Tom Humphrey, Knoxville News Sentinel: Freedom of the press? Not in Tennessee. An opinion by state attorney general Bob Cooper says public universities — that includes the University of Tennessee — have a right to put restrictions and conditions on media coverage of athletic events. Football games and the like, the opinion says, "are not public events" and a university "may take any legal measures that are intended to protect its rights under copyright law." Link to Cooper's opinion. News Sentinel Editor Jack McElroy says the opinion may have serious implications.
Joe Gisondi, Sports Field Guide: Go ahead, Tennessee, limit media access if you are truly that myopic. But expect a much more contentious press corps — that is, when they show up at all.
Marlen Garcia, USA Today: The Justice Department's antitrust division is looking into how NCAA teams award scholarships. The Feds want to know why scholarships are awarded on a year-to-year basis. The NCAA said it is because they are merit awards.
Ted Miller, ESPN: Expansion? The Pacific 10 and the Big 12 are talking partnership. Possibilities include a joint network and pooling of TV rights.
Mike Hlas, Cedar Rapids Gazette: We just passed the halfway point of the offseason. A look at the opening night games of Thursday, Sept. 2.
Sports Business Daily: A spring game attendance chart for Bowl Championship Series teams.
ESPN.com: The 2010-11 bowl schedule. The New Mexico Bowl on Dec. 18 starts the run of 35 games. The BCS title game is Jan. 10 in Glendale, Ariz.
Brent Schrotenboer, San Diego Union-Tribune: San Diego State's athletic department, which had a $2 million deficit last year, will hire a telemarketing firm in an attempt to boost ticket sales for football. Telemarketing campaigns don't always work. Colorado State hired a contractor in 2005 but entered its home opener with about 1,000 fewer season tickets sold than the previous year. Thanks to Mike!
Randy King, Roanoke Times: More on Frank Beamer's fall. The Virginia Tech coach said it happened Wednesday night. "I'm all right. They [Tech's sports medicine staff] think I pulled a tendon loose from the bone. My whole arm is purple. It looks worse than it is."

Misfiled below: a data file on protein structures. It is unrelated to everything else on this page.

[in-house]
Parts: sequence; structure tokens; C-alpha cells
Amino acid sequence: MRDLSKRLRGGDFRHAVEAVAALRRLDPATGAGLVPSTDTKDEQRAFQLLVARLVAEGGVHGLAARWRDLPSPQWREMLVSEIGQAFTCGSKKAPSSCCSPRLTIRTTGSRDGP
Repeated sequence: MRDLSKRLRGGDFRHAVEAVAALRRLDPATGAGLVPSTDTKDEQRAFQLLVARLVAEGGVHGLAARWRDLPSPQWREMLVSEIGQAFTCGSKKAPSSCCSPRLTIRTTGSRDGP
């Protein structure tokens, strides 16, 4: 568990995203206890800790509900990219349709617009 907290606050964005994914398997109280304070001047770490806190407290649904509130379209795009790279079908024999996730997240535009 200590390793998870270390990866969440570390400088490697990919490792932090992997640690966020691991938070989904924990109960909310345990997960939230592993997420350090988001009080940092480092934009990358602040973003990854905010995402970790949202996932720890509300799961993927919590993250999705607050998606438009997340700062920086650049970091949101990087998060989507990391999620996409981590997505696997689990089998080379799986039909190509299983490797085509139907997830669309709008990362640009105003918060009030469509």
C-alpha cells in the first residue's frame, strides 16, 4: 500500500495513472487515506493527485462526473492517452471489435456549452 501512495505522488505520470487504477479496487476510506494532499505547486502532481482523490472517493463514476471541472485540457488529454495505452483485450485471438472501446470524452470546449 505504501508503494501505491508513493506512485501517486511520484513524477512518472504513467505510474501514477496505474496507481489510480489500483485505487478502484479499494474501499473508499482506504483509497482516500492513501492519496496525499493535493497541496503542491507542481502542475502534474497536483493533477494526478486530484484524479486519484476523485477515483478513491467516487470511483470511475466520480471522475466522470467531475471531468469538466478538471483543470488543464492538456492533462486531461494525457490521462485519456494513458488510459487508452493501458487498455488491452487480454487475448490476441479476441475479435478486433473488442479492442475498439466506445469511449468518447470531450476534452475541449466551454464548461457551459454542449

Matthew McGowan, Lubbock Avalanche-Journal: Mike Leach's legal team claims Texas Tech is playing loose and fast with the rules after they obtained a copy of what they call a "highly relevant" email from a third-party subpoena they filed with an oil company in search of correspondence between regents. Leach attorney Ted Liggett said he does not know exactly how the company had a copy of it, but the university should have turned the email over when Leach filed a subpoena for such correspondence weeks ago.
Teddy Greenstein, Chicago Tribune: The Insight Bowl announced that it has swapped network partners for its Big Ten vs. Big 12 game: ESPN is in, the NFL Network is out.
Brian Cook, The Sporting Blog: It's time to pop the bowl bubble.
Cecil Hurt, Tuscaloosa News: Jacksonville has joined Atlanta and Dallas as cities that would be interested in playing host to a neutral-site game for Alabama.
Lonnie White, FanHouse: Pac-10 commish Larry Scott comments on the NCAA investigation of USC: "No one has any inside information on what is going to happen. If they say they know, they really don't. ... I can't tell you how the Pac-10 will respond until the ruling comes in and the rationale used in coming to the decision."
Columbia State: Former South Carolina running back George Rogers was named a Palmetto Patriot in the State Senate, a memento, lawmakers said, for being one of the university’s greatest players and acting as a noteworthy ambassador for the school.
Rod Frisco, Harrisburg Patriot-News: Joe Paterno and Dave Wannstedt are urging the Pennsylvania State Football Coaches Association to add spring football to the list of approved PIAA activities.
Paul Myerberg, Pre-Snap Read: The countdown begins with a look at No. 120 North Texas. Plus, Myerberg details five things he likes and dislikes about the Mean Green. At No. 119 is Eastern Michigan and the likes and dislikes.
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